John can still be found covered in foam dust, no longer in the back room, but at his factory constantly cranking out quality shapes. On Saturdays, he comes in and helps prospective board buyers pick sticks. Expert guidance provided by a master craftsman.

The division of management and responsibility is a relationship that allows each partner to concentrate on his particular strengths, and according to Marc, is a major factor that has contributed to the shop's longevity. "Each of us can do what we do best and make sure things don't get overlooked," he says. "That's so huge, because in the end, it all boils down to the details."

Other aspects of the biz that Marc feels have contributed to Encinitas Surfboards' staying power are a well rounded, diverse, and knowledgeable staff; consistency with regard to operating hours; and an ability to adjust to fluctuations in the surf market through smart and conservative buying. He also says, for them, customer service is priority number one, and proves it as an entire family comes in to buy wetsuits. After letting them browse and determining if they need help, he and the staff immediately spring into action and manage to size and fit the whole crew, from the dad in an XXXL, to the teetering 3-year-old son, in a matter on minutes. It's a good example of the staff's expertise and product knowledge, and the size range addressed is indicative of the high variety of hardgoods the shop constantly keeps in stock. O'Neill Wetsuits has been doing business with Encinitas Surf for more than 25 years, and according to Mike Burns, O'Neill's sales rep for the San Diego area, in the hardgoods department Encinitas is one of the best. "They really specialize in the stuff you need to go surf, and their sales volume in products like wetsuits and boardshorts surpasses stores twice their size. Based purely on square footage," he says, "they're definitely one of our premier dealers."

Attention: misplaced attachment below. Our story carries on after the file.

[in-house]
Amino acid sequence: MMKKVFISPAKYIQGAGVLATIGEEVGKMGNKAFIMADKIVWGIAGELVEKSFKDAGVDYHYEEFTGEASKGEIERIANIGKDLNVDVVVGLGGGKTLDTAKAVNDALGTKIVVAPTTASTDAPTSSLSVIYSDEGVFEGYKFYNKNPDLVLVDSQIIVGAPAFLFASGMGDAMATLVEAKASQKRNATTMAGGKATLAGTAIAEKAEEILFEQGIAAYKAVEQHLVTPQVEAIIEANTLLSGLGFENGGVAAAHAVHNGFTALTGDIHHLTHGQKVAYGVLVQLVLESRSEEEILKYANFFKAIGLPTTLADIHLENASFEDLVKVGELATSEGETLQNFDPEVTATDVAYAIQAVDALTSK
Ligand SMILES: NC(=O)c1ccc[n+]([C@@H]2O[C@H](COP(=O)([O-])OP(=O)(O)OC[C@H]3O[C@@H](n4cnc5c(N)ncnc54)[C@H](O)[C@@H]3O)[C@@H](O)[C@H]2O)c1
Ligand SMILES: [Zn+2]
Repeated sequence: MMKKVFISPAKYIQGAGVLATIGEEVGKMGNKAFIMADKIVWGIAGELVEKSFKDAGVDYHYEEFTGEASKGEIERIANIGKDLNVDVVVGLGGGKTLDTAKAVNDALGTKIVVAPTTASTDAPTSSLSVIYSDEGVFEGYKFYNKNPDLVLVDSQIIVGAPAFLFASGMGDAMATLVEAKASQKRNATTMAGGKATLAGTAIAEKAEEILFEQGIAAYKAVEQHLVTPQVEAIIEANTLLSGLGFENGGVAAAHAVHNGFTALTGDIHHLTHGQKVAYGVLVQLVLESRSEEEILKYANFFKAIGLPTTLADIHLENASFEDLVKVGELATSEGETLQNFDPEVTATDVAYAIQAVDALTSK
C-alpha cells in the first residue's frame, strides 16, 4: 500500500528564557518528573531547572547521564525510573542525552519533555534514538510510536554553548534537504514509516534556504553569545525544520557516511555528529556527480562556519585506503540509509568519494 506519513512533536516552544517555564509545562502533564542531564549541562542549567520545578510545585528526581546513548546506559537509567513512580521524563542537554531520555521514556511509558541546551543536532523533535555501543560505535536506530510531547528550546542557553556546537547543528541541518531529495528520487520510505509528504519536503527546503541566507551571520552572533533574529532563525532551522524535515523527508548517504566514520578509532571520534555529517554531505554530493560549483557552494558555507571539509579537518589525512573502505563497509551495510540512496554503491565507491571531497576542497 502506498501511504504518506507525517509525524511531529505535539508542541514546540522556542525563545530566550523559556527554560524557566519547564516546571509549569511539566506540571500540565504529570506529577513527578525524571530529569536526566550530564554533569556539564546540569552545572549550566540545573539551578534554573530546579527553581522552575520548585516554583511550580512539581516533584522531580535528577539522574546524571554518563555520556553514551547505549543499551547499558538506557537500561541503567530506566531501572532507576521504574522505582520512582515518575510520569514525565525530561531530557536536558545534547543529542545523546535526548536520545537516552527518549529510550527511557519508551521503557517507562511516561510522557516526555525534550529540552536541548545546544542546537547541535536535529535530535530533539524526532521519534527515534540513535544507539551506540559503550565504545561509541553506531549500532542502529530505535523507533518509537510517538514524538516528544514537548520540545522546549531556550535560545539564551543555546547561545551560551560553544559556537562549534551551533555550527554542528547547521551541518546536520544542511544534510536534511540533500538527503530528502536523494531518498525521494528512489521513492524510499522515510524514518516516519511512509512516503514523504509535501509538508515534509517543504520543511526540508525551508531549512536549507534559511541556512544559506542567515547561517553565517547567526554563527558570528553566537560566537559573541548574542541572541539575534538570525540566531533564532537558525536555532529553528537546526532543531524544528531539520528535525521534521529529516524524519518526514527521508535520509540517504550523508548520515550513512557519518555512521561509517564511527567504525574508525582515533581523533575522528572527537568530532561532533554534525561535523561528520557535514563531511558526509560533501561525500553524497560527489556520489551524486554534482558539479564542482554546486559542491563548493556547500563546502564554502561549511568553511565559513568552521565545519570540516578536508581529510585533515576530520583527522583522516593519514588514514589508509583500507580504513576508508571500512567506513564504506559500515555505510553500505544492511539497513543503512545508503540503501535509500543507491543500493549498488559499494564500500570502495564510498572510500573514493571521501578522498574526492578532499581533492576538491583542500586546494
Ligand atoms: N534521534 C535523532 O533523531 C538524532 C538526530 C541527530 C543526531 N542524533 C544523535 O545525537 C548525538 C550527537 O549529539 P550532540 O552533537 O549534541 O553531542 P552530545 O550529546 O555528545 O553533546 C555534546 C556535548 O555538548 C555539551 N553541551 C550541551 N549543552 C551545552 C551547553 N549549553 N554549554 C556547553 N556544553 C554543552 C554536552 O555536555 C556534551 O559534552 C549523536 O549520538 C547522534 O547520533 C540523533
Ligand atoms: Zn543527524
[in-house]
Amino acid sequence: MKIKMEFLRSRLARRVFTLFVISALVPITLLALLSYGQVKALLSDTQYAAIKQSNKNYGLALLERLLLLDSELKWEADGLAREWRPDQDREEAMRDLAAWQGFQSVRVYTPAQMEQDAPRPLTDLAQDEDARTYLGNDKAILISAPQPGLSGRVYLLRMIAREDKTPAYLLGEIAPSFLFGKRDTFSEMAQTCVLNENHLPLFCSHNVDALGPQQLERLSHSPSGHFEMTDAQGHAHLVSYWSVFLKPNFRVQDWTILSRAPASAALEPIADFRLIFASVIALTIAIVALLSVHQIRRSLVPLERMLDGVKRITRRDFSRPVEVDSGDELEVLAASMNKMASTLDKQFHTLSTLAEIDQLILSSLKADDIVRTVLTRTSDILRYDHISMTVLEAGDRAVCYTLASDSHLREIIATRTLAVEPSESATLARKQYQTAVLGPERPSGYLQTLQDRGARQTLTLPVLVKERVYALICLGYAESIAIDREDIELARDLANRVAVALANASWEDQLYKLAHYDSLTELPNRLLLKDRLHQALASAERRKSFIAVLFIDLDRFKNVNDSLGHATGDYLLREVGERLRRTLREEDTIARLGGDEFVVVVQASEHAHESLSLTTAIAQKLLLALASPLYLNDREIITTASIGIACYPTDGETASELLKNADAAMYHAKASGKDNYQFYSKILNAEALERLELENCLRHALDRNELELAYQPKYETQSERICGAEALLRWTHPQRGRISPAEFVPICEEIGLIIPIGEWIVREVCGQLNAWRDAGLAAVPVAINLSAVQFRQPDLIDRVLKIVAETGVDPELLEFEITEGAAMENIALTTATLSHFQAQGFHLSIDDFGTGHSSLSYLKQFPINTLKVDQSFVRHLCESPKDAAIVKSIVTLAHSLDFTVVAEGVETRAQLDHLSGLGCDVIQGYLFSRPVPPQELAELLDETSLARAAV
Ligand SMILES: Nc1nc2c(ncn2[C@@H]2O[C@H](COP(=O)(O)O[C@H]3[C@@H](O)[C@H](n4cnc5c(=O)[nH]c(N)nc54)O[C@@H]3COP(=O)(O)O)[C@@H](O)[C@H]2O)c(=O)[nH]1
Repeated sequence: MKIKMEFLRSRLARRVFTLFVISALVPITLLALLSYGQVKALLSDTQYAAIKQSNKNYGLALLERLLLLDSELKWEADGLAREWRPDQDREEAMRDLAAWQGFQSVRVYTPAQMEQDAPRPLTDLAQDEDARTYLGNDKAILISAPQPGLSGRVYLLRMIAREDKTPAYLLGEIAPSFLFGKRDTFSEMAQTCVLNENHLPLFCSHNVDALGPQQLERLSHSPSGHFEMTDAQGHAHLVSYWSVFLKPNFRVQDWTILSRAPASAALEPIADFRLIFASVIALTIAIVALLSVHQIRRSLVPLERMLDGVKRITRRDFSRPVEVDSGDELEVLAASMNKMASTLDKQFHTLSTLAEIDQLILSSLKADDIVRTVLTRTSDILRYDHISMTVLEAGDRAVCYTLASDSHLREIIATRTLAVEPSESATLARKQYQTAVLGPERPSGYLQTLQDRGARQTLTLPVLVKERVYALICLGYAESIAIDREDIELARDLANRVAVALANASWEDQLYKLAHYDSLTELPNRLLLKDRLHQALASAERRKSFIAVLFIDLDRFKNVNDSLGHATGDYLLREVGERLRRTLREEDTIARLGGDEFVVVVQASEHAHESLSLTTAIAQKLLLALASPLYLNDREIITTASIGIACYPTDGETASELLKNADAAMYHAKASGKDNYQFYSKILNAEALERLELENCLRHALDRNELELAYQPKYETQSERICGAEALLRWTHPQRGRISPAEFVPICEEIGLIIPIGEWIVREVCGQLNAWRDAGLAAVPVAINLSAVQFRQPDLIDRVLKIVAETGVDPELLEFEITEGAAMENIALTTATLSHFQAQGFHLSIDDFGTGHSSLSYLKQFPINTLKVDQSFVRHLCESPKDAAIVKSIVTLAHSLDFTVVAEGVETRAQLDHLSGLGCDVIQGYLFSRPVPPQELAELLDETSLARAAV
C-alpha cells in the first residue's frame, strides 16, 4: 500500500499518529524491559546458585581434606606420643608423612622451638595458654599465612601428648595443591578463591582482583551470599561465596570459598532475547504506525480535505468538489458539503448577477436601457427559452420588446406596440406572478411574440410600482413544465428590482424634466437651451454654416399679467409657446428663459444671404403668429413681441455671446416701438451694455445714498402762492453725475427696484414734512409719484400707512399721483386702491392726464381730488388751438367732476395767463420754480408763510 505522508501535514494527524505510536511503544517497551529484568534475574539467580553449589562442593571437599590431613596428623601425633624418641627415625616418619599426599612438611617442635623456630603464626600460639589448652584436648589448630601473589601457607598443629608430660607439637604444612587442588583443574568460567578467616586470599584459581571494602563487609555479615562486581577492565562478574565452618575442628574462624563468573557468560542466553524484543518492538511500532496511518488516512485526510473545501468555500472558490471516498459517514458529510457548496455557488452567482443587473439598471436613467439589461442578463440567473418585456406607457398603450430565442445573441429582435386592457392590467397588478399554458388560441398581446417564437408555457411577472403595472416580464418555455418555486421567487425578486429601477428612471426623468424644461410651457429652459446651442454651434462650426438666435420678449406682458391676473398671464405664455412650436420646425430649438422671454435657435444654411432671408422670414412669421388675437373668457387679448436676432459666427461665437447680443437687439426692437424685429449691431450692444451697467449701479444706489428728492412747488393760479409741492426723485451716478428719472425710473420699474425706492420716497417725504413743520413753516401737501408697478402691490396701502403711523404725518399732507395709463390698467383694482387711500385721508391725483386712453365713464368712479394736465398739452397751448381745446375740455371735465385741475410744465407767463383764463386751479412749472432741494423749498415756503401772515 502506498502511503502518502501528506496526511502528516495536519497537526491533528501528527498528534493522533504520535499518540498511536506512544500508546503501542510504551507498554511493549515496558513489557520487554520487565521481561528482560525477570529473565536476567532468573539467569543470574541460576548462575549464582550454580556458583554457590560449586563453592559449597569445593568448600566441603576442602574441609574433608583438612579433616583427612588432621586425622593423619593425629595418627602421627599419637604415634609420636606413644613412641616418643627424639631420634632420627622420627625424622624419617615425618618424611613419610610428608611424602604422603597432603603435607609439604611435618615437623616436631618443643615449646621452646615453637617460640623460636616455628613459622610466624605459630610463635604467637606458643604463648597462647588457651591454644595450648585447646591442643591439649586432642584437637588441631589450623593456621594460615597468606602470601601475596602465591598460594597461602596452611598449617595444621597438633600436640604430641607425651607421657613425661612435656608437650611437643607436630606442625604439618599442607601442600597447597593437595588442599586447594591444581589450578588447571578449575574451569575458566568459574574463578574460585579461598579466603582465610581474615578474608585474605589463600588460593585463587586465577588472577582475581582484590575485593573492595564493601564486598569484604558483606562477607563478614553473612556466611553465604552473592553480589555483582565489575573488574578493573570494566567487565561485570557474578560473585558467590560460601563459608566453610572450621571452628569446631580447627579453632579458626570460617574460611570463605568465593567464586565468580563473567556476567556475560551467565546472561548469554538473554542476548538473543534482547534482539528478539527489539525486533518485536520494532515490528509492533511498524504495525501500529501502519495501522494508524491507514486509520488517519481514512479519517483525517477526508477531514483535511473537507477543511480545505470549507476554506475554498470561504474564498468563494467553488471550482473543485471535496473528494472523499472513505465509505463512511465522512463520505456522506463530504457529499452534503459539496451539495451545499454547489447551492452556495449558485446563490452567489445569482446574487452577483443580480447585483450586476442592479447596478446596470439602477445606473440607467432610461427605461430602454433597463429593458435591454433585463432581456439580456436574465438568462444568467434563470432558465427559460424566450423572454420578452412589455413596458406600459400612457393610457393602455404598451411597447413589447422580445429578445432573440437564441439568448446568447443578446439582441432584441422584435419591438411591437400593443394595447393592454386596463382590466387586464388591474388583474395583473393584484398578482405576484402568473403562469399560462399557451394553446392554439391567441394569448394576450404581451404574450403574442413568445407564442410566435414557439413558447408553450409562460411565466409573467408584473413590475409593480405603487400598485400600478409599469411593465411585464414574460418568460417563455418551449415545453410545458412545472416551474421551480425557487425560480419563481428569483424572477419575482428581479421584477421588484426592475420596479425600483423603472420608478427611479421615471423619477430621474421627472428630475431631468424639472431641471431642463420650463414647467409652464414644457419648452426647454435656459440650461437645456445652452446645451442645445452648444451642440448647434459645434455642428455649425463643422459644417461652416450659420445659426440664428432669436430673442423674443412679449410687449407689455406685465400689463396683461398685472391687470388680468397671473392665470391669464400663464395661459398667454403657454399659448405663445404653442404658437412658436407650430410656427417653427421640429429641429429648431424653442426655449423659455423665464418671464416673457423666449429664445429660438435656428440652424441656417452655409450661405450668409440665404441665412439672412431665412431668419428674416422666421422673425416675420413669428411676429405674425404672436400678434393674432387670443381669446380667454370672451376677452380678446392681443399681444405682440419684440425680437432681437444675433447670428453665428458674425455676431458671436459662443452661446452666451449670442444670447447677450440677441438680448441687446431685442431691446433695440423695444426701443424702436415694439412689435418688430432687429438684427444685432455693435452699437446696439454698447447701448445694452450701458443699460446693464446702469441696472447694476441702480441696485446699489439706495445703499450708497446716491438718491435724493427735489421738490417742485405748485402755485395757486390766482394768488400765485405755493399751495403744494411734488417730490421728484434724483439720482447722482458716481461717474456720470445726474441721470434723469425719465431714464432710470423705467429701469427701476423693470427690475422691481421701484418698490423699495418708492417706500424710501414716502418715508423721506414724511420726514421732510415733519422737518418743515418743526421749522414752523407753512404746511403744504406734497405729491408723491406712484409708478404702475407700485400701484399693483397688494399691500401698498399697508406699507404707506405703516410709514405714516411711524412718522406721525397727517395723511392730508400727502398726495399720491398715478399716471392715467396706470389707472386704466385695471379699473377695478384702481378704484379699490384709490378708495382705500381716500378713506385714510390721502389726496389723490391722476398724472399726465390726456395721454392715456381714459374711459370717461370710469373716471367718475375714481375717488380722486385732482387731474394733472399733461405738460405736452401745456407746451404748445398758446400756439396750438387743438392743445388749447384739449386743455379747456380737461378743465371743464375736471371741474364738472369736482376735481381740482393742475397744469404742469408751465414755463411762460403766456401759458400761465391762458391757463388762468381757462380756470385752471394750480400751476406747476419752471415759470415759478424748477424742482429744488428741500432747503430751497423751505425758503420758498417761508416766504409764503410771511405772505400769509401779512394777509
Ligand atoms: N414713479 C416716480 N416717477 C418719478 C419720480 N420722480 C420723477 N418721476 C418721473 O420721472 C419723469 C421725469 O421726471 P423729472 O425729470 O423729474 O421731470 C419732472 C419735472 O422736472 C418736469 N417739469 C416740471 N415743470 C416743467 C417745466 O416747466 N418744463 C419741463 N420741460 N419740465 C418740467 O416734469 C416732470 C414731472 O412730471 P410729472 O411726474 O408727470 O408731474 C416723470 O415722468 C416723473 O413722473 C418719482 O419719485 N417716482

And while moving brand name items is a key player in the formula, the main product that Marc Adam comes back to is the work of John Kies. He says "John is Encinitas Surfboards," and calls hand-shaped and custom Kies boards "our forte."

An emphasis on hardgoods, especially boards, is an approach seen less and less in shops these days, but for Marc and John it seems like a no-brainer. This core approach speaks volumes of their rooted and traditional origins and is something that sets them apart from many of their competitors. "That stuff just never goes away," says Marc. "People need it, so you never want to turn your back on it. The bottom line is hardgoods are the essentials."

And what about the future? With big name stores like Macy's pushing the image, and companies like Quiksilver and Billabong opening their own outlets, how does Encinitas Surfboards plan on staying in the game as the surf world goes corporate? Marc doesn't seem worried in the least. "We make it fun," he says. "We have a strong relationship with our customer base, we know how to take care of them, and in the end we're authentic. The guys who work here are out in the water every day. Half the time they're still wet when they're behind the counter. Plus, you can come in and get feedback on our boards right from the shaper. People want authenticity. People like the smell of resin and wax and wetsuits, and here, that's what you get."

Check ’em out at Encinitas Surfboards – 760.753.0506